These main clusters can also radiate influence outward to draw in other states and provinces for particular purposes.  For example, there are active bilateral relationships in the northeast between Québec, New York and Vermont and these are often incorporated in broader northeastern environmental efforts.  In addition, the tentacles of the Northwest region reach out to Alaska and California on selected issues such as coastal management and energy.  The Plains/Central and Midwest regions are not nearly as cohesive as the other environmental regions; indeed, one might argue that these do not constitute environmental regions at all, but rather a set of bilateral relationships that exist independently or get drawn into other regional linkages depending on the issue.  Thus, we might consider environmental regions to have boundaries that are firm enough that we can identify membership in a region for most purposes, i.e., Québec does not belong in the Great Lakes cluster and Alberta does not belong in the Plains cluster, but flexible enough so as to incorporate other relationships.

Certainly, while the boundaries of environmental regions are defined in large part by shared watersheds and other environmental spillovers in places such as the Great Lakes basin, the Gulf of Maine ecosystem and Georgia Basin-Puget Sound ecosystem.  However, more careful study of other causal factors, e.g., economic relationships and cultural similarity, is necessary before the logic of boundary drawing is declared to be entirely ecologically determined.

This study also shed some light on the nature of particular regions.  It would appear that New England tends to be multilateral in orientation, with linkages well established (half by the 1980s) and focused primarily on cooperation and harmonization.  The New England region, which in the case study literature seems to be most ambitious in its cross-border endeavours, e.g., NEG/ECP Climate Action Plan, now appears to be reaping the benefits of the early institutionalization of linkages encouraging cooperation and even a harmonization of environmental efforts.  A good example here is the NEG/ECP Climate Action Plan.  On the edges of this core New England region with its well established, multilateral picture, more recent bilateral agreements have been put in place, as seen in the numerous Québec-initiated linkages.  Similar observations can be made about the Great Lakes region.  The Great Lakes region is well established, exhibits a balance between bilateral and multilateral interaction, and has shown more consistent activity over the time period under study.  Just outside its boundaries exist a series of bilateral relationships that reach into the core region on specific issues.  The Plains/Central region is least cohesive of all regions.  Although this region started with as many linkages as other regions, there has been relatively little activity since, and there is more reliance on information sharing, less on harmonization of activities.  In addition, while it is apparently multilateral in orientation, this does not imply collective activity within the Plains/Central region itself, but incorporation into other larger and more active regions.  The Pacific Northwest, as noted above, is more recently institutionalized and largely cooperative; a strong British Columbia-Washington state bilateral relationship anchors a broader region that also exhibits some multilateral activity.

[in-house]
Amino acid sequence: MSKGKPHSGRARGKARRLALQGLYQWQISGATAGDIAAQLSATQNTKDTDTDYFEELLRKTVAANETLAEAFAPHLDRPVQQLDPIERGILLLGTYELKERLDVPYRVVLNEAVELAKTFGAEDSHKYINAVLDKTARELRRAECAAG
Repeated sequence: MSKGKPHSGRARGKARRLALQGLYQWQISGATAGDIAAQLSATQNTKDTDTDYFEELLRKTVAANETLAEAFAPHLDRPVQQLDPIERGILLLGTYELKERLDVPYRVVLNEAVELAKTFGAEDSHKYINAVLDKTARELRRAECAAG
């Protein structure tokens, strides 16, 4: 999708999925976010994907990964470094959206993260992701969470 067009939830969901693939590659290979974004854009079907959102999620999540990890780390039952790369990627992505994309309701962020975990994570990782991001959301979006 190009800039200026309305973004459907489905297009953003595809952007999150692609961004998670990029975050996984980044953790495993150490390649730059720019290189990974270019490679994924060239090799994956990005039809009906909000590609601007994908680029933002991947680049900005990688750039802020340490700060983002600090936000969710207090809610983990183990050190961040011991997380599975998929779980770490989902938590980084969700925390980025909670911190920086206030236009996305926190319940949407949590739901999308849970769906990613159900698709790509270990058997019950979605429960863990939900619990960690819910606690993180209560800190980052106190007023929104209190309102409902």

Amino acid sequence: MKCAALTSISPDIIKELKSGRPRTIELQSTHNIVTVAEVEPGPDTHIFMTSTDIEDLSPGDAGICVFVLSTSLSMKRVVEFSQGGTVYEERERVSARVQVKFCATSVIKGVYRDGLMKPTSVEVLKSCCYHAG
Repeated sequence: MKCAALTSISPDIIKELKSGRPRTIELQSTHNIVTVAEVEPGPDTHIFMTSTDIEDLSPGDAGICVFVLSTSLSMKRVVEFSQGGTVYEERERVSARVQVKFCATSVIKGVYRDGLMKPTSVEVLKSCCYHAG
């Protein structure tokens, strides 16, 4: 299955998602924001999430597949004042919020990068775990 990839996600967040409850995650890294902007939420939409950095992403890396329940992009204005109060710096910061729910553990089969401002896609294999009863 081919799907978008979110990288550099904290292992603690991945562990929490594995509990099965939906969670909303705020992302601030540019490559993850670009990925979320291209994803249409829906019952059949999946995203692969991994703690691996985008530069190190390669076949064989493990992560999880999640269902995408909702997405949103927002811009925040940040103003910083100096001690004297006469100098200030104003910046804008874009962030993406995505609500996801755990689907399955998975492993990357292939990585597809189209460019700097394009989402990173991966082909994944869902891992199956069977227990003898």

[1] Maxwell Cohen, Preface to John E. Carroll, Environmental Diplomacy: An Examination and a Prospective of Canadian-U.S. Transboundary Environmental Relations. Ann Arbor: The University of Michigan Press, 1983, p.ix.

 

[2] John E. Carroll, Environmental Diplomacy: An Examination and a Prospective of Canadian-U.S. Transboundary Environmental Relations. Ann Arbor: The University of Michigan Press, 1983, p.5.

 

[3] John E. Carroll, Environmental Diplomacy, 3.

 

[4] Don Munton and Geoffrey Castle, “Air, Water and Political Fire: Building a North American Environmental Regime,” in A. Claire Cutler and M.W. Zacher, eds., Canadian Foreign Policy and International Economic Regimes. (Vancouver: UBC Press, 1992), p.333.

 

[5] John E. Carroll, Environmental Diplomacy, 5.

 

[6] Ibid., p.17.

 

[7] Ibid., p.13.

 

[8] Ibid., p.286.

 

[9] Jurgen Schmandt and Hilliard Roderick, Acid Rain and Friendly Neighbours: The Policy Dispute between Canada and the United States. (Durham: Duke University Press, 1985), 26, 232, 240.